Preparation for LSAT Logic Games through Online Resources
Anyone interested in pursuing a career in law should take the first step towards admittance to law school by scoring a high mark on the LSAT. While law schools look at references and GPA, the applicant’s LSAT scores usually determine his/her successful placement or lack thereof. Anyone looking to prepare for this intensive test should understand LSAT logic games in the Analytical Reasoning section of the LSAT that makes up the majority of the questions. These logical reasoning questions are intended to mimic the decision-making processes that lawyers will need to utilize over the duration of their careers. Preparing for these questions involves understanding their structure and form. Below are a few tips to help you prepare for this section of the LSAT.
There are many online resources available to help you practice for the logic game section of the LSAT. Take advantage of these free and paid resources in order to get the best possible score on the LSAT. My favorite online resource is 7Sage. They offer free and paid LSAT study materials.
2. Read Carefully
It may sound like an obvious tip, but the reality of LSAT logic games is that the puzzle-makers hope to trip you up if you are the type to read through something quickly and come to a quick decision. Take your time to read through the story behind the logic game in order to come to three distinct conclusions about the story itself.
• What Type of Game Is It?
Usually, you will find one of three different kind of games on the LSAT. The first type is a line game where you will need to arrange different elements in a particular order, such as a logic game where a row of cats needs to be ordered by size. The second type is a sorting game, where different elements need to be grouped together, like candies of a particular color. The final type is a combination of both order and sorting, where test-takers need to determine how to sort for both a quality and an order.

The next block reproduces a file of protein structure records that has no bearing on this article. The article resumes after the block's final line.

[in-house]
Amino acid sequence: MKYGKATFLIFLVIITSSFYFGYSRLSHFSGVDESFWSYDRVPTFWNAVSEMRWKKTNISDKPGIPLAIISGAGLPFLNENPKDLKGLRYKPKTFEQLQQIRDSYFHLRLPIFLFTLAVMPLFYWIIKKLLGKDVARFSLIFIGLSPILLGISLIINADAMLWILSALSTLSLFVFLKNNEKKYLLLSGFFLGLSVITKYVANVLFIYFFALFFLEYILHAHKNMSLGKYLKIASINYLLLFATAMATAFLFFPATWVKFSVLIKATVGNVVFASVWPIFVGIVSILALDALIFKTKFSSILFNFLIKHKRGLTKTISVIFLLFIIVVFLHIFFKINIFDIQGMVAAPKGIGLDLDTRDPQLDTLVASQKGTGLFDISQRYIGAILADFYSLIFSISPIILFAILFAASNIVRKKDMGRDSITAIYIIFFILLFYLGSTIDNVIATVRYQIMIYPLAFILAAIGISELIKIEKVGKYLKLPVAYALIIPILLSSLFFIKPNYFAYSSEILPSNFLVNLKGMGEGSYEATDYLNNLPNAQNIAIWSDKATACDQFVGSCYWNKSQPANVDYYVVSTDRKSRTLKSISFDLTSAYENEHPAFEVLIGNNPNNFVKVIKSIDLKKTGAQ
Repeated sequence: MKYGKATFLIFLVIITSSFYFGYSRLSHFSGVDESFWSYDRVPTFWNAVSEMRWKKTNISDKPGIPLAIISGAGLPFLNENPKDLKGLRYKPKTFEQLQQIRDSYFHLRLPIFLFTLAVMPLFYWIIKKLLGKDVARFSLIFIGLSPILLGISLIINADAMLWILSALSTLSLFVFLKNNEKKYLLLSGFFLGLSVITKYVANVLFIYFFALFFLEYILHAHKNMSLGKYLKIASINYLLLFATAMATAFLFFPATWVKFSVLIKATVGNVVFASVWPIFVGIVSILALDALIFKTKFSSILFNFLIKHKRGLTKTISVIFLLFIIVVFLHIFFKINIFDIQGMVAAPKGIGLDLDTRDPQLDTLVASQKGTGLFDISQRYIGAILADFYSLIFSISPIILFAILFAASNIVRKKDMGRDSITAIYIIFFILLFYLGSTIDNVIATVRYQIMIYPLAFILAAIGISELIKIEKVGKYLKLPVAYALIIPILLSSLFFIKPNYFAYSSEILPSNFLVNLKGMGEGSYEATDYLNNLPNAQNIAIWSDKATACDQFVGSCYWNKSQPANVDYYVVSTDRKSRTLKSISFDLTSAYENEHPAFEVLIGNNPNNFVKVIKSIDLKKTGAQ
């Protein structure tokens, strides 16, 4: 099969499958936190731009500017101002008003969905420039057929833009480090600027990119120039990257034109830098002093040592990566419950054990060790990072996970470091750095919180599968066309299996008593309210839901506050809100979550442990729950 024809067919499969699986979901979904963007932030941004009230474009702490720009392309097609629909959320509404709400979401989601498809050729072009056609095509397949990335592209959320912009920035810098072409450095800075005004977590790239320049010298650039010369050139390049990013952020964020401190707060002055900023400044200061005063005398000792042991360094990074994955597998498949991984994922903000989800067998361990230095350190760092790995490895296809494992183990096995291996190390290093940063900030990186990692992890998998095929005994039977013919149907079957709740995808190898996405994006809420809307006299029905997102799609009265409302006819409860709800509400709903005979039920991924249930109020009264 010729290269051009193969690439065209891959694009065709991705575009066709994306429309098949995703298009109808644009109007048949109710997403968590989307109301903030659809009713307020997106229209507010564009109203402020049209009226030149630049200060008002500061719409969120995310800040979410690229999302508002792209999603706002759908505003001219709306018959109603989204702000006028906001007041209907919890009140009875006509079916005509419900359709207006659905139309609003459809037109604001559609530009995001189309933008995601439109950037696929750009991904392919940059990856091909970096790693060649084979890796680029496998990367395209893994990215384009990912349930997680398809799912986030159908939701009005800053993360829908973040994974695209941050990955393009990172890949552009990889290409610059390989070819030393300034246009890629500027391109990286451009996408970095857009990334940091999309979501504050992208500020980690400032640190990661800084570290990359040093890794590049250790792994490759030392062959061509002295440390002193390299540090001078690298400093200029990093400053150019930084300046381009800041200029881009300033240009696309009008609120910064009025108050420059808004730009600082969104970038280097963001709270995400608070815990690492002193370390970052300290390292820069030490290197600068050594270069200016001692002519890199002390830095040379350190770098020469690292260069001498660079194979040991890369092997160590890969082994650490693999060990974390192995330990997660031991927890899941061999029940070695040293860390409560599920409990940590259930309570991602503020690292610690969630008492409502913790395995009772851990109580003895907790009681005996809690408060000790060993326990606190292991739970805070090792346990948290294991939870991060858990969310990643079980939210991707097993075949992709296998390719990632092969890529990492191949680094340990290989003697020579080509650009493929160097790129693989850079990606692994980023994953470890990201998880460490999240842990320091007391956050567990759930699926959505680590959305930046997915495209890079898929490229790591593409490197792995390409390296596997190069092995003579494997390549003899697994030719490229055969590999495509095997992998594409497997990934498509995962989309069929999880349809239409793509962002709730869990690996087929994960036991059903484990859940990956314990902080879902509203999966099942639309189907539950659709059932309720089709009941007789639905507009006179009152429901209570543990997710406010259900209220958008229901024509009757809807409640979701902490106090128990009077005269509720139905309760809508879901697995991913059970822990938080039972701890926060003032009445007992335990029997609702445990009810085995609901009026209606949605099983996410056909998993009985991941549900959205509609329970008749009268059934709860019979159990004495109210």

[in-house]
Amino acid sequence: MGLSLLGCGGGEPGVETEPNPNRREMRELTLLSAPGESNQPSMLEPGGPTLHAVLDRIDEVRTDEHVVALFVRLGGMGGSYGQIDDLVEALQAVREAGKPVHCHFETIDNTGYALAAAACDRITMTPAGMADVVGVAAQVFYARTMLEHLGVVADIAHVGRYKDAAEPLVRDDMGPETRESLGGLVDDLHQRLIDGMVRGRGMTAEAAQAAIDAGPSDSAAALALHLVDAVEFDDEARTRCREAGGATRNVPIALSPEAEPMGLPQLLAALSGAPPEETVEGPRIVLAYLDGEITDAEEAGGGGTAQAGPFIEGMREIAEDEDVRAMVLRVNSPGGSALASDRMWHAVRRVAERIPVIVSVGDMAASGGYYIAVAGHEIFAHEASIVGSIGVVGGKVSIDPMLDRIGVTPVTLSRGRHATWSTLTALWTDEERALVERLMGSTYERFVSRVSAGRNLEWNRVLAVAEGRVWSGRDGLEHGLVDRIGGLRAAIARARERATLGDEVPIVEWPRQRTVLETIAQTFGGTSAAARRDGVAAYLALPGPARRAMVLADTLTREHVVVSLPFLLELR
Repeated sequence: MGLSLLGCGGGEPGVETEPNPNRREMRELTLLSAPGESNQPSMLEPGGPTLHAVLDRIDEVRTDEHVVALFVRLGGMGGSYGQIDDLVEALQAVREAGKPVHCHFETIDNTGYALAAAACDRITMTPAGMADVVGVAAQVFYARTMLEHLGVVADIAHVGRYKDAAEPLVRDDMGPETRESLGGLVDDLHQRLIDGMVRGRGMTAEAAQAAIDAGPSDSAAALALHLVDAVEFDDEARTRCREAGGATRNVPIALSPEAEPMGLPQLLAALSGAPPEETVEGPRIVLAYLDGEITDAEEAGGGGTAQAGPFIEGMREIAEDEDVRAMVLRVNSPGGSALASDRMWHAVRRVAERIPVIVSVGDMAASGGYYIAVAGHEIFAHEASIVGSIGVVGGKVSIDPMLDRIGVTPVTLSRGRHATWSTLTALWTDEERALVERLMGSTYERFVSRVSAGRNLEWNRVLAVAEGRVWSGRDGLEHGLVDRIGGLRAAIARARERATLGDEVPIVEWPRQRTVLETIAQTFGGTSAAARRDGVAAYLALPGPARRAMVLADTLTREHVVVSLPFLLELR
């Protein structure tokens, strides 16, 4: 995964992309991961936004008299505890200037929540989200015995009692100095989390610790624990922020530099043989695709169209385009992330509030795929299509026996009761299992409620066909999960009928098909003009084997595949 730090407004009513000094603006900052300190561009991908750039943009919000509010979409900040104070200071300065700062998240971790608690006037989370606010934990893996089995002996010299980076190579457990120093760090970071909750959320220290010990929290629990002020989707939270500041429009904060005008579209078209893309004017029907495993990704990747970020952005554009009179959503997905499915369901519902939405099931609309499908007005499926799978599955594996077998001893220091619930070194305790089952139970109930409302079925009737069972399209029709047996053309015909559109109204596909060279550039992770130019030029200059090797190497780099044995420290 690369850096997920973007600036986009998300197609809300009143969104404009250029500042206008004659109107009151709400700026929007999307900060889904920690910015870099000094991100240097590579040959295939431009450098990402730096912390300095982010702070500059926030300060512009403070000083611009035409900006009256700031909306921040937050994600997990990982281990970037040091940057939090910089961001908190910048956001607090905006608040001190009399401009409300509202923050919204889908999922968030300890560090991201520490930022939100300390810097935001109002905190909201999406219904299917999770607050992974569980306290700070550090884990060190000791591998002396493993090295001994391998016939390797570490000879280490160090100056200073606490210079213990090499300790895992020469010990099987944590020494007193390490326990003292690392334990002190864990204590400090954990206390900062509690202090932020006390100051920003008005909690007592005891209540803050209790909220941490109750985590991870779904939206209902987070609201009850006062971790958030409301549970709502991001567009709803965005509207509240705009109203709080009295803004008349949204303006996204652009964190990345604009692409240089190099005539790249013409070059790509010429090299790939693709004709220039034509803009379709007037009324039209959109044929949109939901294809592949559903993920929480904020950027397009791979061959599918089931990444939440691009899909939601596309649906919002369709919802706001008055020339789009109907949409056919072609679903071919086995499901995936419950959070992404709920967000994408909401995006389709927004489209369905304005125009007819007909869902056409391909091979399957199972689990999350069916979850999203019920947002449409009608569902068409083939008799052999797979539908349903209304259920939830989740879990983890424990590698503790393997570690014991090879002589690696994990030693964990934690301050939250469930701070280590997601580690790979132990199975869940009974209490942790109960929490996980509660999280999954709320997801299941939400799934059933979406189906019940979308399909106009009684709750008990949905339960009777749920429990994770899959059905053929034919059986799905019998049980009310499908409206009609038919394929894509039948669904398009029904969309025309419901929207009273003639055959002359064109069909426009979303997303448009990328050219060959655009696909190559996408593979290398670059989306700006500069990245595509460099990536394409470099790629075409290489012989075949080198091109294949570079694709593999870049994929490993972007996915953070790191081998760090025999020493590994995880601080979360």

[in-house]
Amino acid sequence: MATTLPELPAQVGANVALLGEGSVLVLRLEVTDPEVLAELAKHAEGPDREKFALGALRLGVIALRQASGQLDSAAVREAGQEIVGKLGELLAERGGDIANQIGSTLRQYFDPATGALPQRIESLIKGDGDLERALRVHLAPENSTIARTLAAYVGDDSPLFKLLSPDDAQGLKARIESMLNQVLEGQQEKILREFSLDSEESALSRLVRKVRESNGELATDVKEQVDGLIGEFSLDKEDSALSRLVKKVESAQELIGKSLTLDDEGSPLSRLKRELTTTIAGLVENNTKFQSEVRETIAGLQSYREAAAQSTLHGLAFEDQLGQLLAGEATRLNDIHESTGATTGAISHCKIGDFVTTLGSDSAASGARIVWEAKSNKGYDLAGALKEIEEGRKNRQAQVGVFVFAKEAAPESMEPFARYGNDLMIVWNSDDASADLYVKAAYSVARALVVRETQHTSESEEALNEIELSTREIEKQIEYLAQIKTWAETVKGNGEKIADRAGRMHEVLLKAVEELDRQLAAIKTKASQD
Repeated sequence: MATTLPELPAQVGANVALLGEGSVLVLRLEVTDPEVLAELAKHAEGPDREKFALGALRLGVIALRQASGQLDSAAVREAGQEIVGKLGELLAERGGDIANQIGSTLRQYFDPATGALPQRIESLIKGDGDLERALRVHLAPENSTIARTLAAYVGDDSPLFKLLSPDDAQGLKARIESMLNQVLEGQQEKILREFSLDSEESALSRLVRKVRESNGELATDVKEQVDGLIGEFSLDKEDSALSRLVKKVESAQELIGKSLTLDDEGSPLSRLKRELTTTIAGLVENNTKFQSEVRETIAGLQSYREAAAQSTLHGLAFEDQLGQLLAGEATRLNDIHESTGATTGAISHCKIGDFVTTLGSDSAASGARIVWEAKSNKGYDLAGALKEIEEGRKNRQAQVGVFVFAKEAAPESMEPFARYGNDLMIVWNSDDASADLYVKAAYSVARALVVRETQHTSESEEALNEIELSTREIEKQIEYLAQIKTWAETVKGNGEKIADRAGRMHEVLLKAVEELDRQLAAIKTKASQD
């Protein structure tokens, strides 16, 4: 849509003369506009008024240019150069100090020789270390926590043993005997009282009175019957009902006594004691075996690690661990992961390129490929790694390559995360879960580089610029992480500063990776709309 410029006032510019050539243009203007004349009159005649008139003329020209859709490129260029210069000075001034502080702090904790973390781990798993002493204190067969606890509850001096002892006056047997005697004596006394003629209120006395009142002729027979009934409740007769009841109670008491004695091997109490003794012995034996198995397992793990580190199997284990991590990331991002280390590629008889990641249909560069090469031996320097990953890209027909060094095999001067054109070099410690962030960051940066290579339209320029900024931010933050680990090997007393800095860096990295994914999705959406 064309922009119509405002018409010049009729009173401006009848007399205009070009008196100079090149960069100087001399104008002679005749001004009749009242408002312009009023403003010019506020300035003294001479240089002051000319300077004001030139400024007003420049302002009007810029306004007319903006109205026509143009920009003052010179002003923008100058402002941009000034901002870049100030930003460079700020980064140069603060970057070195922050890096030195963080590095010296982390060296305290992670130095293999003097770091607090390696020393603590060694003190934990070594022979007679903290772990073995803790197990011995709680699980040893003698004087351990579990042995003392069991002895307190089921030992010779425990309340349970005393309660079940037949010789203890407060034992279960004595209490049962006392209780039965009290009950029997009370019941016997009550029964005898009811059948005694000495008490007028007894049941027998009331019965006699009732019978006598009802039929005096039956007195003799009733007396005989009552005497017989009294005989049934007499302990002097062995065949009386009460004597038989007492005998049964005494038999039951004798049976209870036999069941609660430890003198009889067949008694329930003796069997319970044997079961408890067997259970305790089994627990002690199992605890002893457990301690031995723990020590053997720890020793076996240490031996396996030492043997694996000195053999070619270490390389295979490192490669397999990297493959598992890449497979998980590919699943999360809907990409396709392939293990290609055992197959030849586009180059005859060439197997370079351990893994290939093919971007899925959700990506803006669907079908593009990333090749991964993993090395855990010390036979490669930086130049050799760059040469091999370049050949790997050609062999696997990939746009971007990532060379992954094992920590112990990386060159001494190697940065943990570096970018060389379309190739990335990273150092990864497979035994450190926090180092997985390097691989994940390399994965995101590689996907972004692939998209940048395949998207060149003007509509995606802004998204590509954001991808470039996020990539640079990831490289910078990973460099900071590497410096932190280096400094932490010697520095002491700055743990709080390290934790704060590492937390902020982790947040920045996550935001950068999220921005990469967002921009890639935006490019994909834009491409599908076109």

• How Many Elements Make Up the Game?
When you only need to sort between three or four different persons or things, you can go through the logic steps in the game fairly easily. Determining the number of elements is the first step to completing the test successfully.
• Is the Game One-to-One?
Read to see if the question posed involves putting every person or thing into a placement. For example, a track meet has to have eight participants and eight placements, so there are no “leftover” seeds, but a pet store owner can put different numbers of fish in different tanks while leaving some tanks unused.
3. Build Your Diagram
The best way to approach LSAT logic games is to draw out the problem as a diagram that allows for choice elimination. List the elements in a game as chips to be moved around, then draw the various boxes that the elements may be moved into. Take notes on individual clues to determine what elements leapfrog others or must be put in a particular order.
4. Check Every Answer
While the LSAT is a timed test and it is important to move quickly, there is no point in finishing early if you miss questions. Make sure your answer choices line up with all the variables in the game, and whenever you find that you have selected an answer that cannot be right, determine if you have enough time to rethink the question. If not, choose another answer and move on.